Petrol prices have risen to their highest level in three years on the back of strengthening oil prices, and they're set to keep going up throughout the year.
The average price of petrol increased for the second month in a row in December to the highest point since December 2014, rising from 120.66p to 121.11p, while diesel went up from 123.06p to 123.46p, according to RAC Fuel Watch data released today.
Petrol prices are up 6.8p a litre and diesel is up 8.4p a litre compared with July when pump prices were at the cheapest point of the year.
The average family driving a 55-litre car will pay £66.61 for a tank of unleaded fuel, up £3.73 from July, and £67.90 for diesel, up £4.64.
Oil prices rose throughout 2017 after members of the Organisation of the Petroleum Exporting Countries and non-members including Russia agreed to reduce production to clear the global supply glut.
The RAC said oil prices rose around three per cent in December, and they made a strong start to the year as well. Today, Brent crude oil traded at around $67 a barrel while West Texas Intermediate, the US benchmark, was about $61 a barrel.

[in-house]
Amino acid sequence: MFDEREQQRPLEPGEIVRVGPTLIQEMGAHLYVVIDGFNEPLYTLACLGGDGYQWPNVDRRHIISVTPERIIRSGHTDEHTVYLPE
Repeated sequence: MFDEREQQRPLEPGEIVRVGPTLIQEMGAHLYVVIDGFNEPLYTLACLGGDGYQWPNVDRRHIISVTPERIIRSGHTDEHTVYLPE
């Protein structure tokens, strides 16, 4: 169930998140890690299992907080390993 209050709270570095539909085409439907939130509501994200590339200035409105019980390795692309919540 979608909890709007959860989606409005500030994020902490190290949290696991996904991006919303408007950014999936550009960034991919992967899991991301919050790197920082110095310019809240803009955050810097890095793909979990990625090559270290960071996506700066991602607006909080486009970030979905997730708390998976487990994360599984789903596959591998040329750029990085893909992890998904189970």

“Sadly, December was the month oil reached its highest point for over two and a half years – something which motorists are now feeling the effect of at the pumps," said RAC fuel spokesman Simon Williams.
“It’s hard to see pump prices getting much cheaper in the early part of 2018.
"Unfortunately, the good times of lower cost fuel appear to be over and it’s probably now far more likely that we will see them going up as Opec's oil production cuts are starting to have the desired effect of reducing the global oil glut and pushing the barrel price higher.”